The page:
July 30, 2009

How to fail

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Fail Road

I came across Taylor Davidson’s How to Fail post through John Wilken’s Our Start Up Story blog. Imitating John I’m going to add my tuppence to three of Taylor’s topics: Meet to discuss, Build prototypes, mock-ups and samples, and Focus on the long-term.

Meet to discuss

I have previous on this topic, having written here on effective meetings and ten ways to ruin a perfectly good one. We’re all experts on how to ruin meetings on a practical level but one of the biggest man-hour traps of all is a meeting-as-talking-shop. As Taylor says,

If you need meetings to “get everyone on the same page” then you have bigger problems the meeting will probably not address.

So many companies have meeting cultures with managers running between days scheduled back-to-back. Almost everyone could benefit from fewer meetings. I’ve found the best way to break a meeting-as-update culture is to force managers our of their offices to perch on the edge of someone’s desk, finding out how things are going, what roadblocks they’re having to deal with, and offering support and connections. Fifteen minutes of this can save man-days of meeting time.

All of my best manager/managed relationships (in either direction) have involved this style of management-by-arse-on-desk.

Meetings, when you have them, should really only be held for one reason – to make decisions. I confess to a secret secondary objective of team-bulding. Teams get built faster when they’re active (discussion with the purpose of making a decision) rather than passive (pretending to listen to John’s update when really worrying my own update that I’m about to give or have just given).

Meetings are certainly not to stroke anyone’s ego. Don’t go to meetings just because you have an opinion, are flattered to be asked, or just to be busy. Don’t call meetings to find out about things (go sit on desks). Don’t invite people simply so they won’t be offended.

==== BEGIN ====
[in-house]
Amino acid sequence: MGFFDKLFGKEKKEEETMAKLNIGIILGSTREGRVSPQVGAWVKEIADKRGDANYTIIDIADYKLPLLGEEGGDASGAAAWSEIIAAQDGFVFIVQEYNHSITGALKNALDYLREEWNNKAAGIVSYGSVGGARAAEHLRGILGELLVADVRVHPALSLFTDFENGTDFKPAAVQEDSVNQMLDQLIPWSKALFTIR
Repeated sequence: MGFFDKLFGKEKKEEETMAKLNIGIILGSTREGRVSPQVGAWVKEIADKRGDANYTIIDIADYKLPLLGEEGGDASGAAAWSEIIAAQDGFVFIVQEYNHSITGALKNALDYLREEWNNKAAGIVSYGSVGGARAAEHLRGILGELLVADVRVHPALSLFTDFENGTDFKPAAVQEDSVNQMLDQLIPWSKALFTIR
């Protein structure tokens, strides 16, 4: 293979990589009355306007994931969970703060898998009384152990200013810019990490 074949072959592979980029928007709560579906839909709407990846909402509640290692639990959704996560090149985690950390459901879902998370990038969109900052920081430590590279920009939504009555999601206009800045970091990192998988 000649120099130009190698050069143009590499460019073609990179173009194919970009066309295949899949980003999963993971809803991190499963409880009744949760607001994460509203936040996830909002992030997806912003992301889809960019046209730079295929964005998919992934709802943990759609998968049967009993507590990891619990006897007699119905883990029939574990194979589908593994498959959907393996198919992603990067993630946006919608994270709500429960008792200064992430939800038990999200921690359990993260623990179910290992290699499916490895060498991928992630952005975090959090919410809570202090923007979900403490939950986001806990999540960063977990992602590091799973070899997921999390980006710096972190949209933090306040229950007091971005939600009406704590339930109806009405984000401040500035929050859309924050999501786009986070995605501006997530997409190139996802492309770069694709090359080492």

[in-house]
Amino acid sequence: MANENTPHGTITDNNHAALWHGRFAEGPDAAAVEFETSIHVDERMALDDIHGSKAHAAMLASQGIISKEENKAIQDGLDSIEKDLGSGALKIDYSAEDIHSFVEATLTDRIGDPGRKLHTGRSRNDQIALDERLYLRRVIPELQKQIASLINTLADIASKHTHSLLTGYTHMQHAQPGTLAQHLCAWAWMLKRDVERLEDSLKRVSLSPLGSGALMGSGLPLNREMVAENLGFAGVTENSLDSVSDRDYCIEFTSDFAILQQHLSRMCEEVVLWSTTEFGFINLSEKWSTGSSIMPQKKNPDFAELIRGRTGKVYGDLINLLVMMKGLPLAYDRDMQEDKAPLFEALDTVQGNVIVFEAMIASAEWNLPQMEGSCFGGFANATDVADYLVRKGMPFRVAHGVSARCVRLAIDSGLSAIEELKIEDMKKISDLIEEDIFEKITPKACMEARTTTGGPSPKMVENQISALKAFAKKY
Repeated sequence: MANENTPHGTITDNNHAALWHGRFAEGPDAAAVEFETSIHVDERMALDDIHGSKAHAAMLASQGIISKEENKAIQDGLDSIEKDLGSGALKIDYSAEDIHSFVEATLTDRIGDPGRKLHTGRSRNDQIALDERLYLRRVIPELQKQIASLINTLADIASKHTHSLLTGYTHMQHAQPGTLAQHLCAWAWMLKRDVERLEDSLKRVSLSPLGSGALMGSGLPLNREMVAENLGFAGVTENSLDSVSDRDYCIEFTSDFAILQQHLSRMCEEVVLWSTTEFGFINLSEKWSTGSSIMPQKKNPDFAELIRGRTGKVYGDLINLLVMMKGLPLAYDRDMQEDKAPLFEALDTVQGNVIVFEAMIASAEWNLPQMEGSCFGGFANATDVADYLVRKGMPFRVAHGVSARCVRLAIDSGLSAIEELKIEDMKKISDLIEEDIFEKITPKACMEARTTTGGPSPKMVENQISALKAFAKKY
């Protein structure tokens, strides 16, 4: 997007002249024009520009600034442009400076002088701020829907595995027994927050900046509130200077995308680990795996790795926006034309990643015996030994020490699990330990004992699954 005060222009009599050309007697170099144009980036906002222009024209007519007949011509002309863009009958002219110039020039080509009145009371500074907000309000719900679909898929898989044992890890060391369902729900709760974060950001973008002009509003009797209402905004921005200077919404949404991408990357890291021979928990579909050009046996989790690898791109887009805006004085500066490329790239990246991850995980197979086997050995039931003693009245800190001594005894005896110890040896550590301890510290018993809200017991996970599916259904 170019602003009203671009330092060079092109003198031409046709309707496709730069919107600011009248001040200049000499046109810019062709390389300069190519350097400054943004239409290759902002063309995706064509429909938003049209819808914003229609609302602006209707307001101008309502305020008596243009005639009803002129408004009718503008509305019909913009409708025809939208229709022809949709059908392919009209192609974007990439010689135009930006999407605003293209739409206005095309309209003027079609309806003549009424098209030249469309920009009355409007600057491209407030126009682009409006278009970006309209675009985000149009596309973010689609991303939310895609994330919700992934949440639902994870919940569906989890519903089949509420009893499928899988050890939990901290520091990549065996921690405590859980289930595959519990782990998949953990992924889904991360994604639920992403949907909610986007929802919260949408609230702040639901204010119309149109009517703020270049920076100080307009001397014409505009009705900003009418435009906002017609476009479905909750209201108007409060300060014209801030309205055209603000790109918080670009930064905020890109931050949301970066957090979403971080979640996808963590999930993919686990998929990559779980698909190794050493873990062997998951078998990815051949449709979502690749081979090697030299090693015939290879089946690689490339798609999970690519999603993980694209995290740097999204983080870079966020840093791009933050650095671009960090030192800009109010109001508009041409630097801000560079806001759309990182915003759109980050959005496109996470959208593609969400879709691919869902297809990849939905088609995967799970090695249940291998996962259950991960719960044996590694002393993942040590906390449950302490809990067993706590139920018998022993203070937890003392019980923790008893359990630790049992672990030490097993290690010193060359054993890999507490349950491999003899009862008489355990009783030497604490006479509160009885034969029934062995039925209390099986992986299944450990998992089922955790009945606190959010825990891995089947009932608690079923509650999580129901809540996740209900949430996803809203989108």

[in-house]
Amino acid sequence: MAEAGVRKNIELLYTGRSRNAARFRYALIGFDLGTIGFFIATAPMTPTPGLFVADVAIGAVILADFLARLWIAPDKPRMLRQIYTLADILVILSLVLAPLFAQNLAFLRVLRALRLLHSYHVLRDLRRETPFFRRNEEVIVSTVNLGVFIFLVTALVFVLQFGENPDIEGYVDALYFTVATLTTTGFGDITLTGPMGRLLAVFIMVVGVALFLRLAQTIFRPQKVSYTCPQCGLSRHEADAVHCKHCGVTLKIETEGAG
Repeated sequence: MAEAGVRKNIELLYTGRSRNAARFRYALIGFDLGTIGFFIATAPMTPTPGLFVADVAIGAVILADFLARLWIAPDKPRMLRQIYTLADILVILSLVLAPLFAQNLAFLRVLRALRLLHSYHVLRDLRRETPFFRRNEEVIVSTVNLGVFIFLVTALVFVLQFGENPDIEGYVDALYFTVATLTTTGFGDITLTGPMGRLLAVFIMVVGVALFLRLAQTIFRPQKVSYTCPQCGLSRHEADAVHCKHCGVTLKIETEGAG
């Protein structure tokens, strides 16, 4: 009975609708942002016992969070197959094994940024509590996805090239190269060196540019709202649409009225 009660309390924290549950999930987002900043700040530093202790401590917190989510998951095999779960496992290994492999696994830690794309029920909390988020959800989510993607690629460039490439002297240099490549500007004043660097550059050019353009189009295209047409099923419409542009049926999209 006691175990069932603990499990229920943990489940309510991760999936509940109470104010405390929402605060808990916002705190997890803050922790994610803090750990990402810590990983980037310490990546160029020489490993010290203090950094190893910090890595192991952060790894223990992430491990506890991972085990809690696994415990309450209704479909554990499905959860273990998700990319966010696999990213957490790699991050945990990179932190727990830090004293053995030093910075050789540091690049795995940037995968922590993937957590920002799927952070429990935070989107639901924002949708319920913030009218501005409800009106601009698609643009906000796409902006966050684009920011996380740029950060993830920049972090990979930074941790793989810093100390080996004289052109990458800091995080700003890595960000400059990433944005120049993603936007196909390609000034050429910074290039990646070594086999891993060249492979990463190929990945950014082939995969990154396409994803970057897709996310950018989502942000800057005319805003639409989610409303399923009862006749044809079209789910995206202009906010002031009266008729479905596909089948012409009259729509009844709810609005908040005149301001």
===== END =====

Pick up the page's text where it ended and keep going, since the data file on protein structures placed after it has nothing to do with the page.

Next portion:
If it’s your meeting, ask who you really need in order to make the decision? Invite them. Discuss with a purpose. Make the decision. Move on.

Build prototypes, mock-ups and samples

The thinking goes like this; don’t build the whole thing, but build something that looks like the whole thing, so we can see if the whole thing (kinda) works. It seems to make sense. But as Taylor points out,

“Nothing saps the spirit more than creating mockups and designs without making progress toward a completed product. Most often the product cannot be created exactly as it is designed, and thus it is important to learn through working on the product itself, not the design.”

Having wasted far too much time and money over the years on mock-ups, I have an idealistic two stage process in mind whenever I start something.

First, boil the idea down so you can explain it with one graphic and two sentences.

Second, when everyone gets it, build the simplest version that people will appreciate enough to get a definable benefit from, and iterate.

This is the launch early, launch often philosophy – which doesn’t mean launch buggy code, or a boat that leaks, or a pacemaker that can’t stand walking past a speaker magnet. Launch a simple version that works brilliantly, and then improve it every day.

Focus on the long term

This is probably the hardest one for a planner like me to do something about, and the one I struggle to overcome every day. I love change, I see “a rich landscape of opportunities” and my job has always involved working out how to get there. Vision is great, but what to do today? I’ve developed a system that seems to work for me called GOYA management.

Get Off Your Arse. (The name at least was inspired by my old hero Frederick Herzberg’s famous Harvard Business Review article which debunks KITA management, and everything else on the way). GOYA is what I tell myself to do after I’ve worked out what I want to achieve, how I propose to achieve it and what I won’t be able to do because I’m doing the other stuff (which all fits into my personal planning joy). So then I tell myself “GOYA and do it.” The planner in me prints out special note pages with sections headings. My inner manager lifts my chair and puts me to work.

So that’s my homage to Taylor Davidson’s How to Fail. Make sure you take a look at the original, what are your lessons learned?

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